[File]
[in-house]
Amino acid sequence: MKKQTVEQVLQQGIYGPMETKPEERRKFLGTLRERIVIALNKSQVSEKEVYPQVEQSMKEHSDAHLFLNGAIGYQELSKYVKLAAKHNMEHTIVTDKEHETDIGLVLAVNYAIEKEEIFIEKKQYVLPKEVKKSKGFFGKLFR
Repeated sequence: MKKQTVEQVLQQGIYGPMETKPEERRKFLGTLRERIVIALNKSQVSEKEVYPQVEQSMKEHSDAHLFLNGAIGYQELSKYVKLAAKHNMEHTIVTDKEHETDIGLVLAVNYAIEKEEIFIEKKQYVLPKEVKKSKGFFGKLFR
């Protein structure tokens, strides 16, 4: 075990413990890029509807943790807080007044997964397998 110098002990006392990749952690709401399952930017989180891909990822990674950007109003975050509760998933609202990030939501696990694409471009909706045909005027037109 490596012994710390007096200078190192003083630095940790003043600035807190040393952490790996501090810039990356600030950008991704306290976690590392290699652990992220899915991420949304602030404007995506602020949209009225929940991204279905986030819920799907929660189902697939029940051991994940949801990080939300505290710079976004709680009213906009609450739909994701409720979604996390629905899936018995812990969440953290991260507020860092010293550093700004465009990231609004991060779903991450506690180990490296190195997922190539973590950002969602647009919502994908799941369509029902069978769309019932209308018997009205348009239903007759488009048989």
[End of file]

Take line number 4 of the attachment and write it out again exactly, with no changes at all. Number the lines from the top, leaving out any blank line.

């Protein structure tokens, strides 16, 4: 075990413990890029509807943790807080007044997964397998 110098002990006392990749952690709401399952930017989180891909990822990674950007109003975050509760998933609202990030939501696990694409471009909706045909005027037109 490596012994710390007096200078190192003083630095940790003043600035807190040393952490790996501090810039990356600030950008991704306290976690590392290699652990992220899915991420949304602030404007995506602020949209009225929940991204279905986030819920799907929660189902697939029940051991994940949801990080939300505290710079976004709680009213906009609450739909994701409720979604996390629905899936018995812990969440953290991260507020860092010293550093700004465009990231609004991060779903991450506690180990490296190195997922190539973590950002969602647009919502994908799941369509029902069978769309019932209308018997009205348009239903007759488009048989």